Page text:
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Sous Vide Beef Rib Stroganoff

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    Sous Vide Beef Rib Stroganoff

    Sometime during the start of the 19th century a Russian envoy by the name of Stroganoff visited the French court and in his honor was cooked a special dish. He enjoyed that dish so much he took it with him back to Russia and it became associated with him and them ever since. Another story has it the opposite that a wealthy Russian by the name of Stroganoff commissioned a French chef who subsequently came to Russia and cooked the dish for him. Regardless of the real origin, the actual recipe did not appear until about 1871 in a Russian cookbook.

    To make matters even more interesting is the recipe has morphed into numerous versions with most not even resembling the original. Thus Beef Stroganoff is one of those dishes that gained not only in popularity since then, it’s also become a dish that’s changed over that period of time.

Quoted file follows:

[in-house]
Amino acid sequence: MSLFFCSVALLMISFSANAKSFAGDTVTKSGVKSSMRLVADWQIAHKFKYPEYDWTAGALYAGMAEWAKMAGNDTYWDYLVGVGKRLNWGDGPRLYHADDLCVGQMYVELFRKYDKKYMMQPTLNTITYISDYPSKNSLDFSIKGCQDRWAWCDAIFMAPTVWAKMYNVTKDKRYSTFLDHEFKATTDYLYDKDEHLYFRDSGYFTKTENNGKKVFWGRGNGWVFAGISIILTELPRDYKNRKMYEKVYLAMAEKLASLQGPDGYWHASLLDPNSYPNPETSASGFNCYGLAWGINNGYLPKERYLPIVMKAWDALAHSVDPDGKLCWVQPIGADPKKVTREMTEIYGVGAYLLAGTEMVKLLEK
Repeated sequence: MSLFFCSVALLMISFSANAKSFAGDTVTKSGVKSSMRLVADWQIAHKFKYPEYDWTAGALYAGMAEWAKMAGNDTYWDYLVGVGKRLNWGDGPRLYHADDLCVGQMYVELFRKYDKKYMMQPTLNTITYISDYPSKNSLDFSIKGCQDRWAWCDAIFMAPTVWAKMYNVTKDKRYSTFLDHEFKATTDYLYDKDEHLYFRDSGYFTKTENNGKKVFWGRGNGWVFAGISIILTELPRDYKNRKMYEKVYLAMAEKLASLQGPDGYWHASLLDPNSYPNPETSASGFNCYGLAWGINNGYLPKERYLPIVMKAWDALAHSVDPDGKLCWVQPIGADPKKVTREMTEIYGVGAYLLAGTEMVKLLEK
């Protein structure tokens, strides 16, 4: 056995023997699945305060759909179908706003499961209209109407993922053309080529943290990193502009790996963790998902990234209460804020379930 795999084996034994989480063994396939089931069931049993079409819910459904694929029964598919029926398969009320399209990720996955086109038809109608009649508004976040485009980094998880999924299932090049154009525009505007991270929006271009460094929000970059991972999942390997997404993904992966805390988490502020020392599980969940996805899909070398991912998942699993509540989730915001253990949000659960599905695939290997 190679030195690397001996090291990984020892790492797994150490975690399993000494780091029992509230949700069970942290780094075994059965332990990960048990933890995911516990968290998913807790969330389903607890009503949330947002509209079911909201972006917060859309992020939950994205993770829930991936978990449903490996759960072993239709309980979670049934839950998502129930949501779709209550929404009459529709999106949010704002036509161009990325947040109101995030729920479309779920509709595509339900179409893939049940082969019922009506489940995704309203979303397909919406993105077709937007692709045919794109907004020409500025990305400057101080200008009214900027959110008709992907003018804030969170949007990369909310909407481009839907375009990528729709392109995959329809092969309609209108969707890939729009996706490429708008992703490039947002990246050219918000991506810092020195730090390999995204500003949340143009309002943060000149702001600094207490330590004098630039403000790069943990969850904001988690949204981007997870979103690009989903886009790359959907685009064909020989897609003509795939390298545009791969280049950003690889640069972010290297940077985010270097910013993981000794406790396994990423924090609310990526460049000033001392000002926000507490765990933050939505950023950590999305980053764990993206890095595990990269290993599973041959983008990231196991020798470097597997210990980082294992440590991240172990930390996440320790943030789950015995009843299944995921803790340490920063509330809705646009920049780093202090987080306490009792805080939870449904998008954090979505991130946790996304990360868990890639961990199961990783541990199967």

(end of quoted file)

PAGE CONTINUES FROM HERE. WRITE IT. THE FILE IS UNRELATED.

Take for instance the beef used. I’ve seen everything from rump to sirloin to loin to rib and even chuck called for. I remember way back in college cooking Hamburger Helper Stroganoff with ground beef!! So regardless of the recipe I present here, feel free to make it your way, it’s versatile enough to be delicious prepared numerous ways.

    Given that, I decided to prepare mine somewhat out of the box by utilizing beef short rib meat. I thought about smoking a chuck rib plate and using the meat in the classical sauce, but decided a heavy bark and strong smoke taste might not blend well with a cream sauce. So instead, I pre-cooked the ribs via the sous vide process and added that to the separately cooked sauce.

    This is really a very easy recipe yet it produces a rich, velvety result that surpasses the initial ingredients in texture and taste. So let’s get to cooking a Stroganoff!!

    The Meat

    As I stated I decided to do the short rib meat via the sous vide and light smoke process to get a fully tenderized result with only a light kiss of smoky finish. I prepared them the way I usually do SV ribs, that being by seasoning, bagging and placing them in a 144* bath for 48 hours. I did this a couple days in advance of the cook, ice bathed the meat when finished and placed it in my refrigerator for the weekend cook.